Best Things To Do In Bolzano, Northern Italy

The cross-cultural reality of Italian and German traditions, Bolzano is a fascinating city that perfectly blends nature, history, and culture.

One of the cities to visit in Trentino Alto Adige, it makes for a great travel destination in both summer and winter.

From museums and historic sites to outdoor recreation opportunities, there’s something for everyone in Bolzano. Here are some of the best highlights worth checking out during your visit.

Bolzano Facts

  • Bolzano is the capital of the Südtirol and of its namesake Bolzano province in Trentino Alto Adige region
  • Bolzano in German is “Bozen”
  • It sits at an elevation of 262 mt above sea level
  • Its population is around 107.000
  • The currency is Euro
  • Italian and German are the official languages, so locals are bilingual and you will find signs and menus in both languages
  • Bolzano is the door to the Italian Alps “Dolomites”

Top things to do in Bolzano

Meet the 5000 years old Ötzi

otzi bolzano things to see
Otzi Mummy at Bolzano Archaeology Museum

The first thing to do even if you are only one day in Bolzano is the Museo Archeologico dell’Alto Adige (Alto Adige Archaeology Museum). Home to 5300-year-old Ötzi since 1998, here you can see not only the Neolithic mummy but everything about him.

You will find its clothes, working tools and read bout his life, what he ate, his diseases, and everything researchers discovered about the Bronze age in the area after he was accidentally found covered with snow by some tourists.

Enter the Bolzano Duomo

bolzano things to do duomo
The Duomo of Bolzano

Located near Piazza Walther, the majestic cathedral is definitely one of the places to visit in Bolzano if it’s your first trip. Devoted to the Holy Mary, its construction started in the 11th century and is now considered a precious example of Romanic and Gothic art.

The beautiful green-gold roof stands out from afar and is one of the features that make Bolzano Duomo famous and an original masterpiece. Its interior and exterior decoration is an interplay of art styles from different parts of Italy, such as the 15th-century fresco by Giotto’s school positioned below the tower.

It is impossible not to notice the wonderful bell tower decorated in filigree by Swabian stonecutter Hans von Schussenried in 1517.

bolzano duomo belltower
The finely decorated bell tower of Bolzano Duomo

Visit Museo del Tesoro del Duomo

Once you visited the Duomo, enter the Museo del Tesoro del Duomo, literally the “museum of the Duomo’s treasure”.

Located at the foot of the bell tower, it displays a fantastic collection of sacred kits and vestments from the Baroque period, as well as sacred jewelry from the 18th century. One of the things to see in Bolzano if you are an art lover.

Stroll around the historic centre

bolzano buildings architecture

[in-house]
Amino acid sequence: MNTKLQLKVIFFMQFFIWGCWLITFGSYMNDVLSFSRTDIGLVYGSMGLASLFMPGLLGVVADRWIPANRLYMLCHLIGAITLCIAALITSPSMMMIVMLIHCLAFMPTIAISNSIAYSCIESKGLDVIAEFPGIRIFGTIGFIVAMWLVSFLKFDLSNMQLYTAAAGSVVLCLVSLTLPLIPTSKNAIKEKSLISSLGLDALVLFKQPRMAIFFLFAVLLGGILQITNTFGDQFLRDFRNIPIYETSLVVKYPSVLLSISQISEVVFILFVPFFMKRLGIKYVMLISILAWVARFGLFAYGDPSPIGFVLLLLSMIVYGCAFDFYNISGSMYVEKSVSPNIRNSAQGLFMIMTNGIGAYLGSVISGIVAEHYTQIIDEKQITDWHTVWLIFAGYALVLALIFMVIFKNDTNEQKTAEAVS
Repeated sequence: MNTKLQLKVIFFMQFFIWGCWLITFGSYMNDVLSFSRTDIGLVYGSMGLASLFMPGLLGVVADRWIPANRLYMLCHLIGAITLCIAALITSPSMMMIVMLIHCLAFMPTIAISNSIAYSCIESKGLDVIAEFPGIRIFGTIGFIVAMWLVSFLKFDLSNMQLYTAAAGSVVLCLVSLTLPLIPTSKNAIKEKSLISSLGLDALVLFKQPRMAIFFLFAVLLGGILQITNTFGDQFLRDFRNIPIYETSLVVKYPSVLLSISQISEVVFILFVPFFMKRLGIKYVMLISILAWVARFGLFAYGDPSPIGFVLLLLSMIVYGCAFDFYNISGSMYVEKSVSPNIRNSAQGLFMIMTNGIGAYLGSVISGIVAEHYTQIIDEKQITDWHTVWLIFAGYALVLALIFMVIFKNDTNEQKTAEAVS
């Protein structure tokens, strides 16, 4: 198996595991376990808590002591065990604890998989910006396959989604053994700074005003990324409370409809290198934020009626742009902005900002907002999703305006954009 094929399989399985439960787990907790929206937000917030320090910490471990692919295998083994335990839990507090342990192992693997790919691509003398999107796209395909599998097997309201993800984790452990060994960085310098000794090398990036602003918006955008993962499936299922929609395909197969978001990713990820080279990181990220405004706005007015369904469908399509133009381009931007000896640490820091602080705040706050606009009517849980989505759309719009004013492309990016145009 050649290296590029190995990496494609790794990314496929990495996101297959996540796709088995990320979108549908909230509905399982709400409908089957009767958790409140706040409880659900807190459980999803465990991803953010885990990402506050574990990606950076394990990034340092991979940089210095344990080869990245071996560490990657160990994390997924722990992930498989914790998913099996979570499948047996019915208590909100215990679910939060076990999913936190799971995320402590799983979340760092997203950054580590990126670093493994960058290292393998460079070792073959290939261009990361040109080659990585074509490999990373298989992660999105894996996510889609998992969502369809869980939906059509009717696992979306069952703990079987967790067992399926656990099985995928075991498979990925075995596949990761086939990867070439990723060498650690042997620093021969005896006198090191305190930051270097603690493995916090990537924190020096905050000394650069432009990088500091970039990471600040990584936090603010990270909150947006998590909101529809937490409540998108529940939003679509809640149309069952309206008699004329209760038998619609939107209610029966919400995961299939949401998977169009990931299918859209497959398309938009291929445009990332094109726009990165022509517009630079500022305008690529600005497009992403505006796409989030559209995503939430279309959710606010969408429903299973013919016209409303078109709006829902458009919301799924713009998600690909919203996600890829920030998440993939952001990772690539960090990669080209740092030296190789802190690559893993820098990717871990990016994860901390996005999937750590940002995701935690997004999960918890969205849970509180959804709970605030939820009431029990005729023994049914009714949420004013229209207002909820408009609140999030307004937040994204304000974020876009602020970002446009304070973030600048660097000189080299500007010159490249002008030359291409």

Take a walk around the streets and alleys of Bolzano city center. Admire its German-influenced architecture and relax in one of the cafes with a warm drink especially if you are enjoying the city and its Dolomites in winter.

Explore the medieval identity of Bolzano in the streets where you can see local markets, shops, ancient vaults, historic mansions, inns, and hotels like Luna Mondschein in Via Piave close to the historic Via Bottai.

Visit Piazza Walther

bolzano piazza walther

Piazza Walther is known as the city’s “parlor”. The origins of this piazza date back to the early 19th century and changed several names depending on who was the king or leader at the time.

In 1901, the piazza was named after the medieval German poet Walther von der Vogelweide, but when the region became Italian, its name changed again in favor of the Savoy King Vittorio Emanuele III.

Only after WWII, it became Piazza Walther again and for good, and the statue of the poet stands tall in the middle.

All around the piazza are cafes and restaurants. This is the place of markets, festivals, if you are visiting in the winter festivities, don’t miss the Christmas Market set up here.

Walk under the covered galleries

Like many other northern Italian cities such as Turin, also Bolzano has its covered galleries (Portici). Via dei Portici is the first road of Bolzano, where the city was created by the order of a prince-bishop from Trento in the 12th century.

Some 300-metre-long, Via dei Portici was the pulsing heart of a city created for trading purposes. The road was closed between two doors and closed to the main door, where is Piazza delle Erbe, farmers used to sell fruits and veggies.

In medieval times, the buildings of Via dei Portici were both houses, shops, and stockrooms. Today, we can still see the original architecture from the Middle Ages.

Make a stop in Piazza delle Erbe

Italian for “herbs’ square”, Piazza delle Erbe has been the place for the veggie market in the city since 1295. Still today, its fruits and veggies market takes place every day except Saturday afternoon, Sunday and holidays.

Discover the Dolomites near Bolzano

If you have more days and are still wondering what to do in Bolzano, why not take a trip around the city to immerse in nature and dramatic Alpine views?

Some of the places near Bolzano perfect for a day trip are San Genesio, a typical mountain village that you can reach by car or with 8 minutes of cableway from the city, and Colle, also easy to reach via cableway that will take you to 1134 meters of altitude.

READ MORE: Your go-to guide to the perfect Dolomites holidays in Trentino Alto Adige

Where to eat in Bolzano

All around the city centre is full of traditional restaurants. We had a lovely lunch at Vögele Wirtshaus (Via Goethe 3), an old tavern set in a 13th-century building and managed by the same Kamaun family since 1870.

Some other good local restaurants in Bolzano are Zur Kaiserkron (Via della Mostra 2a), Casa al Torchio (Via Museo 2a), and Cavallino Bianco (Via Bottai 6), Bolzano’s oldest tavern.

Where to stay in Bolzano

How to reach Bolzano

You can reach Bolzano easily by train with Trenitalia Frecciargento from Trento, Verona, Rome, Bologna and Florence. There are also bus lines that connect Bolzano to several Italian and international destinations. Check out here the trains and buses that reach Bolzano.